And although I can’t necessarily fault anybody for only making classic pesto, I highly recommend doing some branching out here and there. Following the wise words of Molto Mario, we’ve made a fantastic pesto that substitutes hazelnuts for pinenuts and throws in a little crushed red pepper and… wait for it… goat cheese. Man is it good (see below).

We also recently made a mint pesto that has both basil and mint but that also included some ricotta cheese. In that case, however, the ricotta was mixed in with the rest of the ingredients in the food processor. The mint to basil ratio was about 1:2, and that seemed about right, because the mint was there, but it didn’t overwhelm the other ingredients.

And I just read on another food blog I recently started visiting (and that is apparently quite popular - even though its author is only, gasp, 27!) about a makeshift strawberry basil pesto. I recently had a strawberry basil mojito at Six Penn Kitchen in downtown Pittsburgh, and it was tasty (but not as good as a well-made classic mojito). This strawberry concotion sounds interesting. I may have to give it a shot, but not until next year when we can get "luscious berries" from Harvest Valley Farms.

A traditional northern Italian preparation with a classic pesto is to mix into the pasta some blanched green beans and thinly sliced, cooked potatoes. Yes, that’s a lot of starch. But it’s pretty darn delicious. Just don’t put in too many potatoes.

With the colder months not too far off and the basil we have growing in various spots around our house likely to start going south, I just made two batches of classic pesto and two mint to put in the freezer.

I’m already looking forward to the day in mid-January when I mix some linguini with pesto for dinner and then head outside to clear a few inches of snow from my driveway. If you’ve got to shovel snow, might as well start the job with a smile on your face, eh?

Classic Pesto

This should make enough for you to use half one day and freeze the other half for use another time, but play with it and see what you think. You may, in the end, need a little more basil, and, in turn, a little more of everything else.

  • 5 cups of basil
  • 6 tbs of pine nuts (some recipes suggest substituting walnuts; I don't)
  • 2 garlic cloves, roughly chopped
  • Few generous pinches of kosher salt and some pepper
  • Half- to 2/3-cup of grated parmesan
  • 1 cup of extra-virgin olive oil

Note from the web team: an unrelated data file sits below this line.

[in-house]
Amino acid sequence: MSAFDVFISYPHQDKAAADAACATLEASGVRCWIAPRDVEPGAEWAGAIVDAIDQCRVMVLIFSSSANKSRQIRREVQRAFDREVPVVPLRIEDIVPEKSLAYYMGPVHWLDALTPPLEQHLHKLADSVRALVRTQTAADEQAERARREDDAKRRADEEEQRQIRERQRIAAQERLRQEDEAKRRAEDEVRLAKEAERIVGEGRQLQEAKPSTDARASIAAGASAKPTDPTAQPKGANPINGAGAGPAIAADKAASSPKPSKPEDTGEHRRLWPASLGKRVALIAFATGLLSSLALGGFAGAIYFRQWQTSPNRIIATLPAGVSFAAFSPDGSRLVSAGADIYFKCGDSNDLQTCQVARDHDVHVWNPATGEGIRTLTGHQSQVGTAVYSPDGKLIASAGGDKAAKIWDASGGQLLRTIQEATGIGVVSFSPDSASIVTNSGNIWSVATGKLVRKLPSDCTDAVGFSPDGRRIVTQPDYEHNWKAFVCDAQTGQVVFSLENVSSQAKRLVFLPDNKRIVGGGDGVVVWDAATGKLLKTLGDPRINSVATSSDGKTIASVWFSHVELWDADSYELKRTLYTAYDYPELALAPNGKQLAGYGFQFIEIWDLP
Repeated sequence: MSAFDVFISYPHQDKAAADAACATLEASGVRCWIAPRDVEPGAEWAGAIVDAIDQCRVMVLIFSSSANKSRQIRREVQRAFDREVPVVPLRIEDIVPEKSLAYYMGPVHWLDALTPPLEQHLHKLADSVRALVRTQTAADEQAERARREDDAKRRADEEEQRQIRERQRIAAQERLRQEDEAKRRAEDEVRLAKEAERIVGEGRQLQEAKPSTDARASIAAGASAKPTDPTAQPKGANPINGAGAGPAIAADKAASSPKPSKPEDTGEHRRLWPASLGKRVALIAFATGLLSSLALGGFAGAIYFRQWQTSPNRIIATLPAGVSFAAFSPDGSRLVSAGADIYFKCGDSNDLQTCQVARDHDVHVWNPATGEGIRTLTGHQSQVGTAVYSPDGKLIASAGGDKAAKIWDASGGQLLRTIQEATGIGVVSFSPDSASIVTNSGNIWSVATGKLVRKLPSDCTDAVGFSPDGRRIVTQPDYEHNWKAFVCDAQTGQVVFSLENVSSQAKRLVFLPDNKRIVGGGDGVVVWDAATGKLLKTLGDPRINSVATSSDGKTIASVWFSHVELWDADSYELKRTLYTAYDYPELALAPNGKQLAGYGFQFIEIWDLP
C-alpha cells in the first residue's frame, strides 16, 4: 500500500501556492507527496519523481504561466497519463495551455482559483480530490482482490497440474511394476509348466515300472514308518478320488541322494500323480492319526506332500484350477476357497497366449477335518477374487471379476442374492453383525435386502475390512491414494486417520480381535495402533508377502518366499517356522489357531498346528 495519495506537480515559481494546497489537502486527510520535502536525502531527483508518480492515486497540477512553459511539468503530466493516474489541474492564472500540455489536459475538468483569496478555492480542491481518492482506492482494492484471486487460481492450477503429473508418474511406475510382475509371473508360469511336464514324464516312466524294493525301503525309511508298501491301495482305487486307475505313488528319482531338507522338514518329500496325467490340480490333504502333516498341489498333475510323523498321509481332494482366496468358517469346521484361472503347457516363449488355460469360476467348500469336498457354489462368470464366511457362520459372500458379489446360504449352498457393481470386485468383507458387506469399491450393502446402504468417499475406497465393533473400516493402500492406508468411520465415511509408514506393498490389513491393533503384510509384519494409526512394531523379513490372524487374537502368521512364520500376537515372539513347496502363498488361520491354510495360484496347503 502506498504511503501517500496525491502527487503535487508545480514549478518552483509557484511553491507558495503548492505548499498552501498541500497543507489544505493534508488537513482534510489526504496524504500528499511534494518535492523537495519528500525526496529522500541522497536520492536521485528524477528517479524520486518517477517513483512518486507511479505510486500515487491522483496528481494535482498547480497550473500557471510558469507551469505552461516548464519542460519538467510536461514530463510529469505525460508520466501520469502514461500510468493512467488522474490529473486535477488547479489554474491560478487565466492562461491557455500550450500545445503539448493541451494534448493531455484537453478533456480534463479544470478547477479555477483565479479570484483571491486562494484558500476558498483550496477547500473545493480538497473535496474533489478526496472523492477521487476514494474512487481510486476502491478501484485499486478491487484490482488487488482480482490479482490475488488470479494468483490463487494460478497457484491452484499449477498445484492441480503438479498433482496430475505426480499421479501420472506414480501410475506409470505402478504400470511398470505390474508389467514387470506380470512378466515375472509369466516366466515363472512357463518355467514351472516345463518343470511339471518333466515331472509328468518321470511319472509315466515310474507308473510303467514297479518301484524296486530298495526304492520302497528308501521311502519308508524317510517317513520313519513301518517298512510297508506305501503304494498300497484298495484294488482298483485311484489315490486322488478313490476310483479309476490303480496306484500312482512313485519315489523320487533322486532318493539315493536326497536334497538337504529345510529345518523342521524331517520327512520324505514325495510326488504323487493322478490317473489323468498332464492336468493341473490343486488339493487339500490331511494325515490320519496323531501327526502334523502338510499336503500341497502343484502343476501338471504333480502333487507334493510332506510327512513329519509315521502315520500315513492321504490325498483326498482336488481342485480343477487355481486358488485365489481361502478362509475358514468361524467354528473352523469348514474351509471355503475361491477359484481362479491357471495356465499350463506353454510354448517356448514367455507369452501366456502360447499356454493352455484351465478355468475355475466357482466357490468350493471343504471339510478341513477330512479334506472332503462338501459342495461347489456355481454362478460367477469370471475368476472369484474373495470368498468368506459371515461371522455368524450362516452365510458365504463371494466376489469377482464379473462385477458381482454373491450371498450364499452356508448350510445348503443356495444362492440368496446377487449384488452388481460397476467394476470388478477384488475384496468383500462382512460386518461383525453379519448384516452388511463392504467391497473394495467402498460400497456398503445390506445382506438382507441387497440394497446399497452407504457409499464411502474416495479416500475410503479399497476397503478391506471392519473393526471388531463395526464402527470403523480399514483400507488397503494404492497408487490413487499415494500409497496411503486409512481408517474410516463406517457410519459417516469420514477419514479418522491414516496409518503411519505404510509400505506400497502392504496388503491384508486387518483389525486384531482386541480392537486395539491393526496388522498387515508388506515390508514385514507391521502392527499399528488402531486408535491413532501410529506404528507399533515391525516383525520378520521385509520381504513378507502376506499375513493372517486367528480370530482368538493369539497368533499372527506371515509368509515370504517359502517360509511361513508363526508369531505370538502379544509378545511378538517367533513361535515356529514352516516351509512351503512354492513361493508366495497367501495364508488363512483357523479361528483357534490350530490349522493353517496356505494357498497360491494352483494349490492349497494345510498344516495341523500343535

• ¾ lb of pasta (linguini, penne work particularly well)

Throw everything but the olive oil into a food processor and pulse to it’s somewhat pasty. Then begin to drizzle in the oil through the top (with the food processor going, that is).

Important note: You don't have to add all of the oil. Add half, check the consistency, and then taste the pesto. At this point, you probably want to add some more oil to make sure it’s sufficiently oily to coat the pasta, a little more cheese, even some more pine nuts. Tasting it after the first go round is very important.

Variation on the theme. Substitute a few tablespoons of hazelnuts for the pine nuts, and add a teaspoon of crushed red pepper. Then, when you’re pasta is just about cooked, put some pesto over medium heat in a large saucepan and throw in 4 oz of goat cheese, stir until it’s just incorporated, add the strained pasta directly to the pan and stir ‘til it’s coated.

August 8, 2006

Lemon Box Pie (aka, Lemon Ice Box Pie)

This is Lusty Bit’s first recipe from a guest contributor, my friend and colleague, Barbara Cire. Please hold your applause until the end of the recipe or once you have successfully made it. I plan on making it this weekend.

The name of this pie comes from the fact that you must refrigerate it before serving. At least through the 1960s, refrigerators were referred to as “ice boxes” by my family, who come from Mississippi. This, of course, goes back to earlier days when refrigerators actually had blocks of ice in them to keep everything cool.

When my niece, Elizabeth, was younger, she left out some of the words (not knowing what an ice box was) and referred to this as a Lemon Box Pie. So, that’s what we call it now. She also called the serrated bread knife an Ocean Knife because of the waves on the blade.

  • 1 box of vanilla wafers
  • 1 can sweetened condensed milk
  • 2 eggs, separated
  • one-third to one-half cup lemon juice
  • 2 tbs sugar

Vanilla Wafer pie crust

Cover the bottom of an 8” pie plate with vanilla wafers and prop them up along the sides of the pie plate. Then, finely crush a handful or so of vanilla wafers and use them to cover the spaces between the cookies on the bottom of the pie plate. (You can also use a commercial graham cracker crust if you absolutely don’t have time to make this crust, but it’s not nearly as good as a vanilla wafer crust.)

In a medium-sized bowl, mix the egg yolks with the condensed milk. Then, add about half of the lemon juice and slowly blend it with a whisk. Then, add the rest of the lemon juice, again mixing it slowly. Pour the mixture into the pie crust.

Beat the 2 egg whites into a meringue, adding 2 spoons of sugar when the meringue is almost stiff. Spread the meringue evenly over the top of the pie, sealing it to the vanilla wafers around the edges. Brown meringue in a pre-heated 350-degree oven for 10 to 15 minutes or until meringue is a light golden brown.